Cybercriminals can use any traditional means of cyberattack to hack into systems for cryptojacking. However, among all the methods available, hackers have been primarily using two means of cryptojacking to secretly use victims’ computers and processing power to mine the cryptocurrencies. One way is to deliver the malicious payload using traditional phishing tactics. In this method, attackers send legitimate-looking emails to multiple users. When a user clicks on the link in these emails, the code designed to mine for cryptocurrencies is transferred to the user’s system. The other most commonly used method for cryptojacking, one that is being used on a larger scale, is to develop malicious browser plugins or ads and deliver them to multiple websites. Whenever one of these infected ads or popups of a website loads in a system’s browser, that system is then enslaved by the attackers for cryptomining.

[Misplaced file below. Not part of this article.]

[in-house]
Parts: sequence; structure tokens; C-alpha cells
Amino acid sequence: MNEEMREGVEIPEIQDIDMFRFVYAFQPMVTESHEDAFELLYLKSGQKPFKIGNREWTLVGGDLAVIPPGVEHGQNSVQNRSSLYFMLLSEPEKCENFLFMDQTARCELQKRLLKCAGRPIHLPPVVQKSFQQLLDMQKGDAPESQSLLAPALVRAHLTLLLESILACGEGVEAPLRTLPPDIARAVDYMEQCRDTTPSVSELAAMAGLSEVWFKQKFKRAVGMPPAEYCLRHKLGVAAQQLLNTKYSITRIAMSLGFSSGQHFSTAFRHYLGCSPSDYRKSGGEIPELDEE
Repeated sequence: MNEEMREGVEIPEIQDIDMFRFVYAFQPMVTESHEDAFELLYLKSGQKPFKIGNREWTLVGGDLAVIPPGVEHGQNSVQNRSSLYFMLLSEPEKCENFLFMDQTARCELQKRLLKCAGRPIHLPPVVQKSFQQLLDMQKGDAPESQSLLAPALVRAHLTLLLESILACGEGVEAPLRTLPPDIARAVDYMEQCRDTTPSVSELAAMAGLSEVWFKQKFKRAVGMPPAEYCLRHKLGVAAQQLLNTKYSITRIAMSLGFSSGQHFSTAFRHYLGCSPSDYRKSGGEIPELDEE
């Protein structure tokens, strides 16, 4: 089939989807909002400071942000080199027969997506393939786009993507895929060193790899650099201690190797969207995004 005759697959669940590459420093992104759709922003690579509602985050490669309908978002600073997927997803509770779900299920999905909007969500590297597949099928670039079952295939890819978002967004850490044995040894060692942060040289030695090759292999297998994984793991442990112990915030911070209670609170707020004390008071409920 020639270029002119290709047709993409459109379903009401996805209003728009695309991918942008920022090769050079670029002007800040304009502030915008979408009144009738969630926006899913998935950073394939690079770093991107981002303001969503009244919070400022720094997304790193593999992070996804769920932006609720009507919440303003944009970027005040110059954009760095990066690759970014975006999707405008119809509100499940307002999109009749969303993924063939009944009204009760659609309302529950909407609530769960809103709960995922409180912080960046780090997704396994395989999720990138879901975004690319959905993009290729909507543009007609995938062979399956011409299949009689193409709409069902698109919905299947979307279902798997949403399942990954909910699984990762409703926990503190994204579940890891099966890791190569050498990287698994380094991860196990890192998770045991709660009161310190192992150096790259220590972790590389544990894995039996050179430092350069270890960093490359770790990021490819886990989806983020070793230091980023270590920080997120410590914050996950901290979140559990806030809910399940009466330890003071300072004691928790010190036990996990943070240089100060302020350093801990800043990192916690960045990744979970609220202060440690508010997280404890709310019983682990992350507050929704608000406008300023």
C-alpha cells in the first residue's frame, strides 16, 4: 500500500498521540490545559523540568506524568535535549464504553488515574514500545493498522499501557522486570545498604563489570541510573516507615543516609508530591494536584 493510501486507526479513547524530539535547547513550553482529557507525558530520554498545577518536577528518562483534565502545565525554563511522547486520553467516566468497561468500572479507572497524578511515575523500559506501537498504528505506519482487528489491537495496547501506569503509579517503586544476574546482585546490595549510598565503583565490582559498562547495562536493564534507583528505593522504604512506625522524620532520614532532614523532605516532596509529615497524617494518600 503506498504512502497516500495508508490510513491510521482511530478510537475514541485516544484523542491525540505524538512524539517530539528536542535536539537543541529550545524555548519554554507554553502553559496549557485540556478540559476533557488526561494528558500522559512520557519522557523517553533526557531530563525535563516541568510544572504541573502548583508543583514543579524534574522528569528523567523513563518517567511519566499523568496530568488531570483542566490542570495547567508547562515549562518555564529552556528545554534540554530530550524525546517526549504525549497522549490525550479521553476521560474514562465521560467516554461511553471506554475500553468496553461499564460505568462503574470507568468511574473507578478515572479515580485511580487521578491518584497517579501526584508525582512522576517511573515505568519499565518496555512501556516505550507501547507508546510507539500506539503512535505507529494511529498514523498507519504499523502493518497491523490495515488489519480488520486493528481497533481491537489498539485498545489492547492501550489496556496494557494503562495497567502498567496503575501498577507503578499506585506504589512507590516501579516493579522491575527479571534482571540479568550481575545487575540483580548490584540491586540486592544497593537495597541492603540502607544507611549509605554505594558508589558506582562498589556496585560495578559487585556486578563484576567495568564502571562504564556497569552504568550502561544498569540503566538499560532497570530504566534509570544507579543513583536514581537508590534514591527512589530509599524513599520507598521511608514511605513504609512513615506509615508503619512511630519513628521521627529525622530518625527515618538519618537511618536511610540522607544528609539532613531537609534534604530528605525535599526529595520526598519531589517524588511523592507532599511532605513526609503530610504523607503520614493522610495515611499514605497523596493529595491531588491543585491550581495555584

Irrespective of the method, the malicious script residing in the victim’s computer runs in the background without the user’s knowledge. The code runs all the complex mathematical operations needed to perform the mining, and the extracted results are sent to a server managed by the attackers. Unlike most other cyberthreats, cryptojacking scripts do not damage, steal, or corrupt the user’s data or the systems. However, they do steal and consume a considerable portion of the CPU’s resources to perform the cryptomining
Cryptojacking: COVID-19 repercussions
Growing remote tools